Belgium-headquartered construction contractor Besix will build its national pavilion for Expo 2020 Dubai – a zero-waste structure driven by ‘eco-design’ and set to feature the theme of ‘Smart and Green Belgium 2050’.
“Co-created” by Besix, Assar Architects, Vincent Callebaut Architectures, and “scenographers” from Krafthaus, the project marks an extension of Besix’s Expo 2020 Dubai portfolio. The company, alongside Egypt’s Orascom, was awarded a contract in 2016 to co-develop site infrastructure for Expo 2020 Dubai, which opens its doors on 20 October, 2020. Orascom Construction Industries acquired a 50% stake in Besix Group in 2004.
Expo 2020 Dubai’s smart tech- and environment-focused pavilion will offer “an experience focused on the mobility of tomorrow”, according to Besix. The contractor added that the building, “in an ode to the circular economy”, will be a zero-waste smart building, in line with Expo 2020 Dubai's waste management goals.
To convey its ‘eco-design’ goals, Besix and its partners have set nine priorities for the structure, which include sustainability and “clever” ventilation through elements of natural light filtration, renewable energy, and water optimisation.
Local and bio-sourced materials, including recycled and recyclable products “and virtuous loops” will be used to build Expo 2020 Dubai’s Belgium Pavilion. To facilitate its goals as a zero-waste structure, waste segregation will be a key area of focus for the pavilion’s developers, with the pavilion also designed to be “assembled, transported, and dismantled”.
Besix said the building has been designed to “measure, reduce, and compensate its […] emissions in a responsible way”. The process will be supported by the development of hanging gardens to convert CO2into oxygen and make up a “carbon sink”. Emulating a natural oasis, the sink will be supported by 10,000 plants to store 35 tonnes of CO2during the course of Expo 2020 Dubai.
Additionally, the “evapotranspiration” of these plants will reduce temperatures by 3-5º as well. Evapotranspiration refers to the loss of soil water by evaporation and by transpiration from the leaves growing on it. The process is known to cool down the plants, with the water they lose helping to cool the air.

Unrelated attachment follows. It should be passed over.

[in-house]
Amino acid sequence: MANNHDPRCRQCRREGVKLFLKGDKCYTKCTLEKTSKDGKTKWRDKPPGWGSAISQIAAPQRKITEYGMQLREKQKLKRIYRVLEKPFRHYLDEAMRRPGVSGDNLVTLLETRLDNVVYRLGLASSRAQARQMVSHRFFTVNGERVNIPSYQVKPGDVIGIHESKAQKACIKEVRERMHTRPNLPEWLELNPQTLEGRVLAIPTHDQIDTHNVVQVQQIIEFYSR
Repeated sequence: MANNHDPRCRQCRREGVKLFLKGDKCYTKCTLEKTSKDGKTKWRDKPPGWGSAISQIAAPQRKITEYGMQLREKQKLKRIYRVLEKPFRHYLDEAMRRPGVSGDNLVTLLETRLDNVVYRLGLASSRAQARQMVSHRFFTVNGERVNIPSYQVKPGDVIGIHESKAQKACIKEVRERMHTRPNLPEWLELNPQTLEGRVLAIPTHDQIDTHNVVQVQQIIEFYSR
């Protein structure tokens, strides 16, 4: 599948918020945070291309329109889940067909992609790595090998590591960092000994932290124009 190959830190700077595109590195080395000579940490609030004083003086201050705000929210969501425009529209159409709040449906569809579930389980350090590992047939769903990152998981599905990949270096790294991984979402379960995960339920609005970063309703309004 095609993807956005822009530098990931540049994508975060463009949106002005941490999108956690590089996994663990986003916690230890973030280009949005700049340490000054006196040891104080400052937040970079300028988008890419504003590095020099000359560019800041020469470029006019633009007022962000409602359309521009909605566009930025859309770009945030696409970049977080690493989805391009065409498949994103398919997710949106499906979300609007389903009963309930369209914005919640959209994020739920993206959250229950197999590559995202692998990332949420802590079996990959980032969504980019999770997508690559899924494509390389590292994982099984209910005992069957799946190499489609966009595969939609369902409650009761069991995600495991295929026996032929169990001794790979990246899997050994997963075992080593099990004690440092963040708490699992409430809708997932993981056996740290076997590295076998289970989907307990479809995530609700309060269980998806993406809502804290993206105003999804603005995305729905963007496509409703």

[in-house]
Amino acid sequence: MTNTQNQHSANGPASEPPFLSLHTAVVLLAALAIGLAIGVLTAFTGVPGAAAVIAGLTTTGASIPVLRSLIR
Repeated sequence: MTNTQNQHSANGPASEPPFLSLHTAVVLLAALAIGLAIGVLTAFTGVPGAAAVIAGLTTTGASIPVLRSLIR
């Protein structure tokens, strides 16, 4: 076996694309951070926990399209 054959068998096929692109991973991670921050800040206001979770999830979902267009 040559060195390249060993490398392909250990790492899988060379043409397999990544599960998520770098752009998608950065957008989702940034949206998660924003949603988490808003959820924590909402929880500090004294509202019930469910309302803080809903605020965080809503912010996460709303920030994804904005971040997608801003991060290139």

Besix said its pavilion also incorporates “a pedagogical approach” to eco-focused lifestyles, and as such, will inform visitors of smart technologies that can help optimise energy consumption, and cut CO2emissions and waste production.
'SNAPPING UP VISITORS’
Shaped as a green ark, the structure will aim to highlight Belgium’s industrial, technological, and scientific expertise, with its exhibition to use immersive and participative technology, as well as “prospective scenography”, to showcase the goals of Smart and Green Belgium 2050.
Designed to “symbolise the union in Belgium between the federal state and the federated entities of the country”, Besix said the pavilion will offer “the largest possible” shaded and ventilated outdoor area to visitors of the event.
A spiral vault has been designed for the Belgium Pavilion and, spanning the pavilion’s surface, this vault will “literally [snap] up visitors”. The vault spirals 180º, and has an agora underneath that spans both sides of the pavilion and is designed to “accentuate the effect of an inverted island”.
Two pillars hold up the arch of the pavilion, helping to minimise its spatial footprint and “ensure the fluid reception and mobility” of the 20,000 visitors expected daily on site.
Chief executive officer of Besix, Rik Vandenberghe, said the Expo 2020 Dubai pavilion’s construction is an “at home” activity for the company, which has been in the Emirates for at least 50 years.
“Our drive for excellence will be clearly put into practice in this project to promote Belgium [and] its regions, communities, and enterprises,” he continued.
“Moreover, our expertise in innovation and in the construction of smart buildings will be instrumental to make the pavilion the flagship of our purpose to excel in creating sustainable solutions for a better world.”